Traditional uses of cattle
All the Uses of a Cow in Africa
The cow has always been very important to Africans. In Ancient Egypt the sky was imagined as a Cow Goddess, with her feet on earth, supported by other deities. Her belly, full of stars was the sky. Sometimes she was depicted as a woman bending over the earth with her belly held up by a kneeling Shu, God of the wind. This shows how esteemed the cow was as a sustainer of life in the whole world. The Kikuyu of Kenya also believed that when they died, they would go to a heaven that was underground where they would have the same wealth in cattle, sheep and goats, and would be joined by their wives.
Many farming and pastoralist communities in Africa take cattle to be a sign of wealth. Among the pastoralists, life revolves around cattle sheep and goats in what anthropologists call the cattle complex. Among ancient Kikuyu, only very few rich men could afford to own large herds of cattle. The majority had a few cattle and many goats, while the poor maintained small herds of goats. One had to have some sheep and goats, since they were sacrificial animals and ‘the legal tender’ for purchasing other needs. Ordinarily then, cattle were not butchered to supply meat because they were the ‘big notes’ with sheep and goats as the ‘small change.’ In this scheme, a cow is equal to about 10 goats in value.
That said, the cow is still treated with a lot of respect by African farmers and pastoralists alike. Indeed, the Maasai have traditional remedies for most cattle illnesses, while the Kikuyu are more likely to spend money for veterinary services for a cow and not for a donkey. Striking someone else’s cow with a stick is a great insult to the owner and the Kikuyu even had a special 6ft long stick for herding cattle. Using any other stick on cattle was prohibited. Special cow bells were fashioned by local black smiths to keep track of wandering bulls or cows.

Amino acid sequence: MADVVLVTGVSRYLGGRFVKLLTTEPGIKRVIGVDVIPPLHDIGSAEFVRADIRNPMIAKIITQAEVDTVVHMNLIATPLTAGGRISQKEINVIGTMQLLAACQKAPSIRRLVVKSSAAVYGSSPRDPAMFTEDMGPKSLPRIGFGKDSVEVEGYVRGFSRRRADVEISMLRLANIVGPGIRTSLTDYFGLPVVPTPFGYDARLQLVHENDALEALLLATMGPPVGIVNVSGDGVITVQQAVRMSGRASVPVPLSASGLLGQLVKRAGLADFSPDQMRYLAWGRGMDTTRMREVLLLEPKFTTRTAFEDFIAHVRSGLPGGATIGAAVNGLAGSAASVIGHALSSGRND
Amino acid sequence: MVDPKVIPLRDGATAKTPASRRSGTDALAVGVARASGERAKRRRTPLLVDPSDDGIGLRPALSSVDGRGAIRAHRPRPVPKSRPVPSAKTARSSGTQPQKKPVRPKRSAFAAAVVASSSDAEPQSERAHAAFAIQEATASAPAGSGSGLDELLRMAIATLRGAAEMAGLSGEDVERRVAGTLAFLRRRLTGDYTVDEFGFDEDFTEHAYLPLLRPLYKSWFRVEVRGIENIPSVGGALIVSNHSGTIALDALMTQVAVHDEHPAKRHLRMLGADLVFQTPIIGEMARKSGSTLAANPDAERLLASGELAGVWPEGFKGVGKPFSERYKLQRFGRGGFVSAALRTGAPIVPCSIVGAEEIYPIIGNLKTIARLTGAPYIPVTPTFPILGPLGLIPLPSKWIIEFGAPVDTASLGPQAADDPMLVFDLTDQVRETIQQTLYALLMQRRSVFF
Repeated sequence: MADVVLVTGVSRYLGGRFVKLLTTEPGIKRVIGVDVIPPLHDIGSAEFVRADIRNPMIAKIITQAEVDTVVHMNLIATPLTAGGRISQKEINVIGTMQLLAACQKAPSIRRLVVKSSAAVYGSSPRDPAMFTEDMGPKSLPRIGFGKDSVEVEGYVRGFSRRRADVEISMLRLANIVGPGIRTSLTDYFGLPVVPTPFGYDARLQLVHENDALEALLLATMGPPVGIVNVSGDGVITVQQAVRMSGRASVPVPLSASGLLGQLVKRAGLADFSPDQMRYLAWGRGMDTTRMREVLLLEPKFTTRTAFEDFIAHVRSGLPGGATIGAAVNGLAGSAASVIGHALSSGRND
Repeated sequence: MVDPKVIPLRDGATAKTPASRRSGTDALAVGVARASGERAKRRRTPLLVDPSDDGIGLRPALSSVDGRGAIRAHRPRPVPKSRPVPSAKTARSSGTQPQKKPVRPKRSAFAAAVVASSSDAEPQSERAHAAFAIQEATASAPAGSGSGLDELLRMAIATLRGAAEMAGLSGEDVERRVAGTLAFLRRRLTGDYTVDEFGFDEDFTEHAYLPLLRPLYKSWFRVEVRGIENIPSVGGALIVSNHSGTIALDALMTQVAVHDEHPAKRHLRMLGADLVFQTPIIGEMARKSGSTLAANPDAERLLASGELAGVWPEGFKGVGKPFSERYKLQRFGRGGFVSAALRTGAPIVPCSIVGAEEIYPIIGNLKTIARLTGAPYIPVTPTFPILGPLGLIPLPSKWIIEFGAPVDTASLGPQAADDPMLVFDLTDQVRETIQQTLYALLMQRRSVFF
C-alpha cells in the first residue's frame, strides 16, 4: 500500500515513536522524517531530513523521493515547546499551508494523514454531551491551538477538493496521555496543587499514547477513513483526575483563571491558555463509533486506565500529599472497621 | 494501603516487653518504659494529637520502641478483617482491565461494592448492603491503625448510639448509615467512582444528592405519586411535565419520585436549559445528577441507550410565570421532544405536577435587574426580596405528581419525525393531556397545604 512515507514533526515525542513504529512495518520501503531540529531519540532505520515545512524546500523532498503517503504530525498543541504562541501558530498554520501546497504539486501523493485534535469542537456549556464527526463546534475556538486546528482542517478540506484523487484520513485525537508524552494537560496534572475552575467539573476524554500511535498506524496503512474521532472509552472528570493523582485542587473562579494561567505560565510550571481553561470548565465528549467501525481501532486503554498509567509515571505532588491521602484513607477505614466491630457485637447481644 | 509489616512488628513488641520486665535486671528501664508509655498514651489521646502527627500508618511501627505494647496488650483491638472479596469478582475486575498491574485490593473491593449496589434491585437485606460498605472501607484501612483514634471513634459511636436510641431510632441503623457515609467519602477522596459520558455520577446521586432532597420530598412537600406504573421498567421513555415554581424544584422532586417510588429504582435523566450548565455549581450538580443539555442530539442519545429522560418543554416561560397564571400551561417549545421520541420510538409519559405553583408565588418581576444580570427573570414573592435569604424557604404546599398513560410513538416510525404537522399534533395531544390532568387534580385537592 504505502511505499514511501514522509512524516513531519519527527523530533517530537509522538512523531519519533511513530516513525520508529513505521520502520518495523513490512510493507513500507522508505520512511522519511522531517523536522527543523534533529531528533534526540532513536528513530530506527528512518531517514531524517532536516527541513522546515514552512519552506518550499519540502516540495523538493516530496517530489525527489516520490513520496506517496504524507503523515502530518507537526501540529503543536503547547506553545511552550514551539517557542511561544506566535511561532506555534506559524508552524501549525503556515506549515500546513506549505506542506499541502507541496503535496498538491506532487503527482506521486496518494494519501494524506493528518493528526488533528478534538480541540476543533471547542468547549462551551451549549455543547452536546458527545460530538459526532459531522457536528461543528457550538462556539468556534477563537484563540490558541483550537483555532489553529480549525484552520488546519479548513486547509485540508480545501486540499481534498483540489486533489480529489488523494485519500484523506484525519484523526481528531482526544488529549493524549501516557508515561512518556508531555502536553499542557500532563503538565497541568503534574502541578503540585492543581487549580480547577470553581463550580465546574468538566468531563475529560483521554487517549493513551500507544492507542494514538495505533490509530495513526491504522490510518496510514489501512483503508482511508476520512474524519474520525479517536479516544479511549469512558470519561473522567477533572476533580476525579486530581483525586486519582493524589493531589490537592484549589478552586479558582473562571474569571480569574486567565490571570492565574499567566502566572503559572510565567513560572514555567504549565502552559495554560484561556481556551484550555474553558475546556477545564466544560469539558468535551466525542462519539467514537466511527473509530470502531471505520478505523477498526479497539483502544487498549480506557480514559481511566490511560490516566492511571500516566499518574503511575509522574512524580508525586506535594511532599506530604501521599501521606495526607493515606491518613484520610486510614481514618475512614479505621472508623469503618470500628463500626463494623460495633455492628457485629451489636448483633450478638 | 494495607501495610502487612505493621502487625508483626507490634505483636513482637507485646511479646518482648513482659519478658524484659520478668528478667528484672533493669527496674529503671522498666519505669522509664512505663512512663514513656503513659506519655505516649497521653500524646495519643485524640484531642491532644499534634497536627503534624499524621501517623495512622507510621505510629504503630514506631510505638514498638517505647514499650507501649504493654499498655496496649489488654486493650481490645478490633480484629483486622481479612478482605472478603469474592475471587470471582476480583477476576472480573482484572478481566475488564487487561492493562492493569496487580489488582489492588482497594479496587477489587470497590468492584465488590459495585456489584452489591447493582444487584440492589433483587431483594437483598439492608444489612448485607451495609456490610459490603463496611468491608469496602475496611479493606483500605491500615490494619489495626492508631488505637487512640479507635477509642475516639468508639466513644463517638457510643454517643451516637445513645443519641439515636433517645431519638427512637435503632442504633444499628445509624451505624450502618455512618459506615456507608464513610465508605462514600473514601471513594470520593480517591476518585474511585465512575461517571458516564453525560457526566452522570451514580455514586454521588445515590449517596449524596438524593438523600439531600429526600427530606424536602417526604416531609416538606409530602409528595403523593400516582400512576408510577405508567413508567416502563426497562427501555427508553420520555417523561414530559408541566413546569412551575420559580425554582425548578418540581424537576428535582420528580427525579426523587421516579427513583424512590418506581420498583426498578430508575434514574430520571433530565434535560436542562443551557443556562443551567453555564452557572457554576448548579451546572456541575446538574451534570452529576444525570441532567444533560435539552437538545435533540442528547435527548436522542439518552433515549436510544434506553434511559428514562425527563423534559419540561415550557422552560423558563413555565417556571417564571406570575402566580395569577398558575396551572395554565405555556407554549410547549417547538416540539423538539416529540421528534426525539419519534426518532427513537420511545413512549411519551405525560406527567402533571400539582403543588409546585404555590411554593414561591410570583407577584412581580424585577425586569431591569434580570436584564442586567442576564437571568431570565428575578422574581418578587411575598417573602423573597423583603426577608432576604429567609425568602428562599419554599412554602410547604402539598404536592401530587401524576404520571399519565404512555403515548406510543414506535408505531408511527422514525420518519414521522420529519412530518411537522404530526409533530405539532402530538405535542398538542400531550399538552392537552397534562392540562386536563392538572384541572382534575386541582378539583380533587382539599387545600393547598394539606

From the above we have an idea of the importance of the cow to many communities in Africa. This importance extends also to cattle products in their entirety. Below is a treatise on the use of cattle products.
When the cow is still alive...
1. The blood
When a cow is still alive, it supplies blood as nourishment to the pastoralist. A leather thong is tied around the animals neck so that the jugular veins will swell up and be visible. Several men hold the bull firmly while another kneels and holds a bow with a special ‘bleeding arrow,’ aiming at the vein. The arrow punctures the vein without causing much injury. The blood that sputters out is directed into a gourd. This is refreshing drink for herders who are caught out in the plains without food or water. LSB Leakey describes how in times of famine, the Kikuyu would use blood that had been similarly acquired by first placing it in vessel over a fire to cause the moisture to evaporate. The resulting cake would be shared out as though it were meat. Other recipes included animal fat, honey and milk. One can therefore understand why pastoralists are reluctant to slaughter their animals in times of draught. The animals can eat grass, which man cannot eat. The grass is converted into blood and milk, which man can use!
A Kikuyu married man was not allowed by tradition to milk a cow. This work was the preserve of Warriors mainly and sometimes women. Warriors were called ene iria– owners of milk, as a tribute to their enterprise in raiding other communities to acquire more cattle. . Besides fresh milk, there are many recipes for curdled milk, using certain herbs that are unique to specific communities. Milk could be: